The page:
Thursday, October 12, 2017

Throwback Thursday: Deep Storm by Lincoln Child

Author: Lincoln Child
First published in 2007 by 

Former naval doctor Peter Crane is urgently summoned to a remote oil platform in the North Atlantic to help diagnose a bizarre medical condition spreading through the rig. But when he arrives, Crane learns that the real trouble lies far below—on “Deep Storm,” a stunningly advanced science research facility built two miles beneath the surface on the ocean floor. The top secret structure has been designed for one purpose: to excavate a recently discovered undersea site that may hold the answers to a mystery steeped in centuries of myth and speculation.

Sworn to secrecy, Dr. Crane descends to Deep Storm. A year earlier, he is told, routine drilling uncovered the remains of mankind’s most sophisticated ancient civilization: the legendary Atlantis. But now that the site is being excavated, a series of disturbing illnesses has begun to affect the operation. Scientists and technicians are experiencing a bizarre array of symptoms—from simple fatigue to violent psychotic episodes. As Crane is indoctrinated into the strange world of Deep Storm and commences his investigation, he begins to suspect that the covert facility conceals something more complicated than a medical mystery.The discovery of Atlantis might, in fact, be a cover for something far more sinister . . . and deadly.

Deep Storm is the first book in the  Jeremy Logan series.  I'm not sure why this would be labeled as part of that series since the guy shows up in like 5 pages.  I read that the author decided to make him more of a protagonist in later books, so by the third book in this set, he is "on screen" a lot more.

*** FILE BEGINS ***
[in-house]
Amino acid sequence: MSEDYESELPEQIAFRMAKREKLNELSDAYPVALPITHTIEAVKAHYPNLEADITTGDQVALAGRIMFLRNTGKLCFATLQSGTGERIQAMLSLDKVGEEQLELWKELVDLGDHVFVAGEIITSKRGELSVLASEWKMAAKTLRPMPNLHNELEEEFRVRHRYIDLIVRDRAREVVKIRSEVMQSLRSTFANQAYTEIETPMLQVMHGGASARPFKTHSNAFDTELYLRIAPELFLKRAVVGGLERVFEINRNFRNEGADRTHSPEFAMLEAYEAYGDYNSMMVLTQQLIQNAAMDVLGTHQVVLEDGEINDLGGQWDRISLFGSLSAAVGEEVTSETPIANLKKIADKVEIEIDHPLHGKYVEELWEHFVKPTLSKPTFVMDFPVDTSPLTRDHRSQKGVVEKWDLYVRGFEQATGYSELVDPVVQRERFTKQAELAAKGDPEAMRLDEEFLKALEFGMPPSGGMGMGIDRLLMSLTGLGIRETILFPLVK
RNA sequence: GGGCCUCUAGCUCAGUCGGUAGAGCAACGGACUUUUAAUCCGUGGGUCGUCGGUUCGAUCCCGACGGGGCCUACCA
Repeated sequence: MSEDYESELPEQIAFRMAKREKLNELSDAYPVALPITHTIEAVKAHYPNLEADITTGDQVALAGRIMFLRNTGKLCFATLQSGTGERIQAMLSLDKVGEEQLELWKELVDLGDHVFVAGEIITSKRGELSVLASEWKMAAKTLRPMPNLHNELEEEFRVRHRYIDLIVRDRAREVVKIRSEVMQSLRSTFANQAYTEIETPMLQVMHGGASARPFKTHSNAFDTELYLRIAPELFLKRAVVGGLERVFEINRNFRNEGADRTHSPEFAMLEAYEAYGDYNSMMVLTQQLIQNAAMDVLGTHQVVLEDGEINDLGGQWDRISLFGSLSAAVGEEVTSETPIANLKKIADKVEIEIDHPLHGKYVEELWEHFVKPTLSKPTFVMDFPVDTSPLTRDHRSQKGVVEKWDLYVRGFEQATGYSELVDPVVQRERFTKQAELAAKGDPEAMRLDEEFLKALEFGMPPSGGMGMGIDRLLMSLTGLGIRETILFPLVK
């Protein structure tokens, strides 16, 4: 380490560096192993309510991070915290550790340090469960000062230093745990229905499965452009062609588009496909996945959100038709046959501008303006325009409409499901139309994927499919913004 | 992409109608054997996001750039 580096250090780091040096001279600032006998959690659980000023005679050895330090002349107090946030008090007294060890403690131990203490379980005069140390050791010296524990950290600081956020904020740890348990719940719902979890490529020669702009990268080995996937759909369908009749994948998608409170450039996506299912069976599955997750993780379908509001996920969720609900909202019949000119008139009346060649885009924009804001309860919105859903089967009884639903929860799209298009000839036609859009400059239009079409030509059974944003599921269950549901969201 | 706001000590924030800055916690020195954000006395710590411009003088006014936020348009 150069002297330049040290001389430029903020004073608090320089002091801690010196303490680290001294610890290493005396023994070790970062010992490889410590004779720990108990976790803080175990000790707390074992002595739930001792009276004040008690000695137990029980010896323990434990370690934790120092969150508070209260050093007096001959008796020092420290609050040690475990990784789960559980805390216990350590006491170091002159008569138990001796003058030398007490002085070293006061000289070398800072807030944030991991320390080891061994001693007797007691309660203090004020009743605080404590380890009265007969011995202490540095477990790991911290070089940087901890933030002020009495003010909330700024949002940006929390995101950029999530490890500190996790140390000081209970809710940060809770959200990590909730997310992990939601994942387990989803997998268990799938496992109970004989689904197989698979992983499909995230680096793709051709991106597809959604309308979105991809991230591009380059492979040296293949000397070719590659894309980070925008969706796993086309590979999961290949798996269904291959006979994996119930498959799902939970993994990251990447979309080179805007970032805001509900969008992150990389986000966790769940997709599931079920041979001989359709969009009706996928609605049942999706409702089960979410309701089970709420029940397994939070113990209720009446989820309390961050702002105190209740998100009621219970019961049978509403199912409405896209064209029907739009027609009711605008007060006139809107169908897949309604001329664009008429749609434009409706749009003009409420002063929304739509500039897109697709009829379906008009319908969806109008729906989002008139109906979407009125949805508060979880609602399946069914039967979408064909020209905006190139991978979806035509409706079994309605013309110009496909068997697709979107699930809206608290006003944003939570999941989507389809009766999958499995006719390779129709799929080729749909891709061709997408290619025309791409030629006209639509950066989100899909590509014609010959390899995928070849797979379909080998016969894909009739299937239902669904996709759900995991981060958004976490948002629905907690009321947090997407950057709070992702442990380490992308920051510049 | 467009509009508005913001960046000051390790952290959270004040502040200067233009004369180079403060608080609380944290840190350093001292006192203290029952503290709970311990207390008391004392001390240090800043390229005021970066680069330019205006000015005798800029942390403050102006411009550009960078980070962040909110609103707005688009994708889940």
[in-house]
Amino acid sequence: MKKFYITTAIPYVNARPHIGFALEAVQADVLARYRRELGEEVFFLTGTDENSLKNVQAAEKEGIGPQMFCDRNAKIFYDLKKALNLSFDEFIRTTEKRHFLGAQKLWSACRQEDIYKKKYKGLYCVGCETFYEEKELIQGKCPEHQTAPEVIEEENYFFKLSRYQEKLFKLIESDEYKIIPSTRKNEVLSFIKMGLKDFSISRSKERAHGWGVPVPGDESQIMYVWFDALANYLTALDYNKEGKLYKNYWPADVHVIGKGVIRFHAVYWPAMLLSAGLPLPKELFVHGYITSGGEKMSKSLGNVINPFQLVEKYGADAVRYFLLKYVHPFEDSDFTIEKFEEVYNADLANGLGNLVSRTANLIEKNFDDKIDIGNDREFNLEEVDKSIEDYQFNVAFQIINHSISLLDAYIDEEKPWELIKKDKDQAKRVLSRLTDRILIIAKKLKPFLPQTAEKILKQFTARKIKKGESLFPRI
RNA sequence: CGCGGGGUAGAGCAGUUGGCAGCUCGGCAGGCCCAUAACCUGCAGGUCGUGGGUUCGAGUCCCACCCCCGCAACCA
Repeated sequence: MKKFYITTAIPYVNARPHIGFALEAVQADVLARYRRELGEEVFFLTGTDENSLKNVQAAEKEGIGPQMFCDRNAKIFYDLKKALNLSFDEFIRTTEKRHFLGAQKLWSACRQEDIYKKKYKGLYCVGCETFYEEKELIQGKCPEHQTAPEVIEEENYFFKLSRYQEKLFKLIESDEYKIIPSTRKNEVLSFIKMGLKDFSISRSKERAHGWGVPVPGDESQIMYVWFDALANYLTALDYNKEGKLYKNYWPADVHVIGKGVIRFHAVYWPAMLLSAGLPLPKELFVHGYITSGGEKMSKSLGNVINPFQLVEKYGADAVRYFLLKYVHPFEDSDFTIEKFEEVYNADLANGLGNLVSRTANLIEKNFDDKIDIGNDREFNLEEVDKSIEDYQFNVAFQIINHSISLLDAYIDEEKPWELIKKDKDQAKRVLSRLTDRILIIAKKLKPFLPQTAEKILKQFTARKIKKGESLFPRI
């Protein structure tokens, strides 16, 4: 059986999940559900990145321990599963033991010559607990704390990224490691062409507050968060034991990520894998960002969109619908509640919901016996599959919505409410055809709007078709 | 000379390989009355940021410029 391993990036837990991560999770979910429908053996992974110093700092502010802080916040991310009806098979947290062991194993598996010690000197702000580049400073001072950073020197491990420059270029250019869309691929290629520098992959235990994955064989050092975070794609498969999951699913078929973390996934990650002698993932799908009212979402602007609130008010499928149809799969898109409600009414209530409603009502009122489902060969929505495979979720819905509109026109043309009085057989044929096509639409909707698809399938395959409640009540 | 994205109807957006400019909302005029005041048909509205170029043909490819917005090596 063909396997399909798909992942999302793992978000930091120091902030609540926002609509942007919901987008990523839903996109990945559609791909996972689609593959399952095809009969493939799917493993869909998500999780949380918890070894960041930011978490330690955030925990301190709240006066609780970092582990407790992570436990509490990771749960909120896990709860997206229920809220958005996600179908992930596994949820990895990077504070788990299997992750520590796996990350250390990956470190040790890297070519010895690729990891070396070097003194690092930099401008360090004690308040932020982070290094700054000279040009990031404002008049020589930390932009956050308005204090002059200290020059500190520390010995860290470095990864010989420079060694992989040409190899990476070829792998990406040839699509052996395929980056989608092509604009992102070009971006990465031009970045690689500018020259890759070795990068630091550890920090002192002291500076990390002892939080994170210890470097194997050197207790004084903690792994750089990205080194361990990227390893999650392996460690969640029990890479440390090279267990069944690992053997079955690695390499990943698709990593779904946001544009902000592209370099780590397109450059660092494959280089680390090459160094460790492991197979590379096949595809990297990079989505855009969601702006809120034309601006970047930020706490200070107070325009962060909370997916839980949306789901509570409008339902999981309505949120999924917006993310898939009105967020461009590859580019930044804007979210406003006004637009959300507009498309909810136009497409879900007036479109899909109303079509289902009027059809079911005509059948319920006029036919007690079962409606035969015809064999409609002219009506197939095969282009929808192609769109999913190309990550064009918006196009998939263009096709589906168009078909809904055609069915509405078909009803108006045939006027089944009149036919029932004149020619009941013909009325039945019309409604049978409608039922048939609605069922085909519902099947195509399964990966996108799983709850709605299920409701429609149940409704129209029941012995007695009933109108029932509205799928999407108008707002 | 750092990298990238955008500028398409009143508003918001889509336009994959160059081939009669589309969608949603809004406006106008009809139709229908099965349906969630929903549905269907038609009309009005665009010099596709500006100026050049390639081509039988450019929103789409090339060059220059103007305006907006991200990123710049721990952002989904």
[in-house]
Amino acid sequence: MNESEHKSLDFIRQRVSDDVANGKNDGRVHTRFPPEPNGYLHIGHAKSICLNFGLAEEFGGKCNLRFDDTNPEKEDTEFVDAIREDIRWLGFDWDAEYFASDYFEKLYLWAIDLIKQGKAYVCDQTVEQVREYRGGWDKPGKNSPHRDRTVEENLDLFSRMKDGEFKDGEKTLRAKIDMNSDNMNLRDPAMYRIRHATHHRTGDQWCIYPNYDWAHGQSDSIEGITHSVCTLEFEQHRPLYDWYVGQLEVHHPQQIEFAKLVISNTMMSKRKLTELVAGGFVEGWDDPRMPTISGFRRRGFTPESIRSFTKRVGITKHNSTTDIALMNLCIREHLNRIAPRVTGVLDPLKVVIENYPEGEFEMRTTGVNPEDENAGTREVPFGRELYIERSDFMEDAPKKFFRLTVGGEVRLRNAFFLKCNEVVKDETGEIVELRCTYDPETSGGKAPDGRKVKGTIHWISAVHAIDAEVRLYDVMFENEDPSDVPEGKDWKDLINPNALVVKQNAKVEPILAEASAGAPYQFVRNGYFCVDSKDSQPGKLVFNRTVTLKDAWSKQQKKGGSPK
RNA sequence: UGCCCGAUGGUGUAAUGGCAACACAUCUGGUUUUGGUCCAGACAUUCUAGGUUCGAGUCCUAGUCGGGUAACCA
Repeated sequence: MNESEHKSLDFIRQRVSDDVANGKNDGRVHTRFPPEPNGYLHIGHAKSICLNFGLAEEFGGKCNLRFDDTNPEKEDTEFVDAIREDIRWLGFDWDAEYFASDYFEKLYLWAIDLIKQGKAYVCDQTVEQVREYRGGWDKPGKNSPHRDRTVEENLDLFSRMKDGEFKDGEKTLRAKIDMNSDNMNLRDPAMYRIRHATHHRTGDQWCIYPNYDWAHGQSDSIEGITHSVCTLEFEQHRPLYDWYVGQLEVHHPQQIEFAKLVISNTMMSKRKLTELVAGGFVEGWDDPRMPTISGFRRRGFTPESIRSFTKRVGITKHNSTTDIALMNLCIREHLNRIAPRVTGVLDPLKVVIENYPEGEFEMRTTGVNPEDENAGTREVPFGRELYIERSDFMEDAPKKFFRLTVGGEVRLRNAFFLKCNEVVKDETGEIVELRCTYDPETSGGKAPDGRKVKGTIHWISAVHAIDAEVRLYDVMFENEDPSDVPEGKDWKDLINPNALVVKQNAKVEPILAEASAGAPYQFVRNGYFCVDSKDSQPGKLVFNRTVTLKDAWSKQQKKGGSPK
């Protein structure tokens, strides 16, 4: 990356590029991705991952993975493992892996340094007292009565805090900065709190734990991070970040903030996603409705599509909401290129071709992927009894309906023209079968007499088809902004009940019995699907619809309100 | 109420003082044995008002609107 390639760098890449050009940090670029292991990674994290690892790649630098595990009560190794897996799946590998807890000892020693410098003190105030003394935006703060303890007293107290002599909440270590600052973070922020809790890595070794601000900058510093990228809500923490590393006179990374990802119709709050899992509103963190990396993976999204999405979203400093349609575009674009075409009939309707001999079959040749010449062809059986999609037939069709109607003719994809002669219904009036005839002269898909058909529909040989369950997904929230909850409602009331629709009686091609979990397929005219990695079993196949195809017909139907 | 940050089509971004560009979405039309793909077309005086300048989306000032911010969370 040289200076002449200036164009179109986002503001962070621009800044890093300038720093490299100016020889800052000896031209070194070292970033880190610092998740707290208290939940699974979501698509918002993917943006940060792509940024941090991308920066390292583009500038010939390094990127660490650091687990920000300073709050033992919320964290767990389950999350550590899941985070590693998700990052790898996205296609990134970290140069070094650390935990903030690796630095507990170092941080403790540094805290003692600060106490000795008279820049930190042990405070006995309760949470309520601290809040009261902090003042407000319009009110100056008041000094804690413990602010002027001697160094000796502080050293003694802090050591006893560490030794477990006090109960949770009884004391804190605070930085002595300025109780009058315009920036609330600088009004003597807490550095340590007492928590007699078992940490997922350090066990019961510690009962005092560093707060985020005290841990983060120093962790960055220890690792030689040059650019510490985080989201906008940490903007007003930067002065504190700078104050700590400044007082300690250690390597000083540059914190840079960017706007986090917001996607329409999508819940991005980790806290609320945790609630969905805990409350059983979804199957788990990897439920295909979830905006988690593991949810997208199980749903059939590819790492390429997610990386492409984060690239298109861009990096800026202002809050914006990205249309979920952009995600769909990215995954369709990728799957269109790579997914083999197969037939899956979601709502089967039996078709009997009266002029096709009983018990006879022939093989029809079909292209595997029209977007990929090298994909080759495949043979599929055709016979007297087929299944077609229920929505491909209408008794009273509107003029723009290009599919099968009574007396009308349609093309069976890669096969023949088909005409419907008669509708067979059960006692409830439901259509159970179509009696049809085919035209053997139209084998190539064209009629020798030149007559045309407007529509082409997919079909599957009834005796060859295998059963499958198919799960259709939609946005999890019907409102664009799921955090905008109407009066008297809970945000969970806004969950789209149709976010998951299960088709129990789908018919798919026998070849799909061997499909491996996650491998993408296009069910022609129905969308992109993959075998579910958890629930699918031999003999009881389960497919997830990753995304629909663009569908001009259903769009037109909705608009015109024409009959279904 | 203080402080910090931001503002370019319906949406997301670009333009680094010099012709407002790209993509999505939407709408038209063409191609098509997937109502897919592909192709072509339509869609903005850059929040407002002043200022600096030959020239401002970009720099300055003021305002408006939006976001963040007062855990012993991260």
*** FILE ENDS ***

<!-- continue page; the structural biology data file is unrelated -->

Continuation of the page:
As a thriller, this one was a bit bland, but as a cheesy sci-fi story it was kind of fun.  You have to suspend a lot of belief to buy into this story.  However, there wasn't too much originality.  If you've read Sphere or seen movies like Leviathan you have read this book.  You know what I mean...a big corporation or the government finds something and wants to acquire and exploit it, despite all of the warning signs.  There were a couple of surprises, but nothing that made the book really stand out.  The story gets bogged down in the science at times.  I found it easier to try no to make sense of what was trying to be explained.  I am not a mathematician at all. 

If you missed his early one, it's not a bad read.  It's just not that great either.  I'll probably give some of the others in the series a try at some point to see if they improve.

No comments: